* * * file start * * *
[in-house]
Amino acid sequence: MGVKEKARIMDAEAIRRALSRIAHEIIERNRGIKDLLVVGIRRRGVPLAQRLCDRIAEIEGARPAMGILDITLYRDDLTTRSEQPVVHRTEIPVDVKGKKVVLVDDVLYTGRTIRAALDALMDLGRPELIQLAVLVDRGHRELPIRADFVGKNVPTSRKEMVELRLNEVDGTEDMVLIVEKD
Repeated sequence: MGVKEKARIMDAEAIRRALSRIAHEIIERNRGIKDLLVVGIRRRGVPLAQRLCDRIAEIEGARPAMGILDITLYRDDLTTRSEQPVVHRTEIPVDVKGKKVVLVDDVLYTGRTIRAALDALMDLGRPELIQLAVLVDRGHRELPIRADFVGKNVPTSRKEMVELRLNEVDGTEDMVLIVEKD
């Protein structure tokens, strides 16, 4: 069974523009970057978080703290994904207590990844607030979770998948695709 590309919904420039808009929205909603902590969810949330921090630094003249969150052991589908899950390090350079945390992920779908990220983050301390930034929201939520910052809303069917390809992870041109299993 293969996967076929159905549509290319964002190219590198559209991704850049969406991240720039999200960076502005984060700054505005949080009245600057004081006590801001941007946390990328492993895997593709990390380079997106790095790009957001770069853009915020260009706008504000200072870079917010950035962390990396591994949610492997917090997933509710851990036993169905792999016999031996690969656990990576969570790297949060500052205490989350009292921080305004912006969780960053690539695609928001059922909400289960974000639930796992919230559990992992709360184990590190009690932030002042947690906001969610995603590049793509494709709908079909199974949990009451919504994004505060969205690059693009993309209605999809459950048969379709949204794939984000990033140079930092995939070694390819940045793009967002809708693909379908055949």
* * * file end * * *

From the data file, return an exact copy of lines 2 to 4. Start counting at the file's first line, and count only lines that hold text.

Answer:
Amino acid sequence: MGVKEKARIMDAEAIRRALSRIAHEIIERNRGIKDLLVVGIRRRGVPLAQRLCDRIAEIEGARPAMGILDITLYRDDLTTRSEQPVVHRTEIPVDVKGKKVVLVDDVLYTGRTIRAALDALMDLGRPELIQLAVLVDRGHRELPIRADFVGKNVPTSRKEMVELRLNEVDGTEDMVLIVEKD
Repeated sequence: MGVKEKARIMDAEAIRRALSRIAHEIIERNRGIKDLLVVGIRRRGVPLAQRLCDRIAEIEGARPAMGILDITLYRDDLTTRSEQPVVHRTEIPVDVKGKKVVLVDDVLYTGRTIRAALDALMDLGRPELIQLAVLVDRGHRELPIRADFVGKNVPTSRKEMVELRLNEVDGTEDMVLIVEKD
């Protein structure tokens, strides 16, 4: 069974523009970057978080703290994904207590990844607030979770998948695709 590309919904420039808009929205909603902590969810949330921090630094003249969150052991589908899950390090350079945390992920779908990220983050301390930034929201939520910052809303069917390809992870041109299993 293969996967076929159905549509290319964002190219590198559209991704850049969406991240720039999200960076502005984060700054505005949080009245600057004081006590801001941007946390990328492993895997593709990390380079997106790095790009957001770069853009915020260009706008504000200072870079917010950035962390990396591994949610492997917090997933509710851990036993169905792999016999031996690969656990990576969570790297949060500052205490989350009292921080305004912006969780960053690539695609928001059922909400289960974000639930796992919230559990992992709360184990590190009690932030002042947690906001969610995603590049793509494709709908079909199974949990009451919504994004505060969205690059693009993309209605999809459950048969379709949204794939984000990033140079930092995939070694390819940045793009967002809708693909379908055949």